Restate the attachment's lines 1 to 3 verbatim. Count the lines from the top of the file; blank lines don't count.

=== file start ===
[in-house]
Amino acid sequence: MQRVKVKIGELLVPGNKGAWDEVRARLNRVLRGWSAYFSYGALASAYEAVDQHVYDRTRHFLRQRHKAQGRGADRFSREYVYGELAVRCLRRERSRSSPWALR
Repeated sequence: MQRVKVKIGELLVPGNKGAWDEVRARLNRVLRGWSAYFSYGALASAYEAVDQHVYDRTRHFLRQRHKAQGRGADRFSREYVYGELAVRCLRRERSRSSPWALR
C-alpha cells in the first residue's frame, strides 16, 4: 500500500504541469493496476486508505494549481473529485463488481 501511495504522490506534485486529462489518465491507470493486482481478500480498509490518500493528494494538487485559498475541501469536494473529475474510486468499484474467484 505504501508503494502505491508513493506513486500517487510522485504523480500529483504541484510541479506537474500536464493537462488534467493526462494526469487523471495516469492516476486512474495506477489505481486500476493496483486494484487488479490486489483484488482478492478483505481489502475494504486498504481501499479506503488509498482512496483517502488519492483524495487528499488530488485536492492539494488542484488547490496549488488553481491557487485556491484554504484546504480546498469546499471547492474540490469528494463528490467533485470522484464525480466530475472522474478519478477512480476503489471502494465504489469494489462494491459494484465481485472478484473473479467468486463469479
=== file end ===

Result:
[in-house]
Amino acid sequence: MQRVKVKIGELLVPGNKGAWDEVRARLNRVLRGWSAYFSYGALASAYEAVDQHVYDRTRHFLRQRHKAQGRGADRFSREYVYGELAVRCLRRERSRSSPWALR
Repeated sequence: MQRVKVKIGELLVPGNKGAWDEVRARLNRVLRGWSAYFSYGALASAYEAVDQHVYDRTRHFLRQRHKAQGRGADRFSREYVYGELAVRCLRRERSRSSPWALR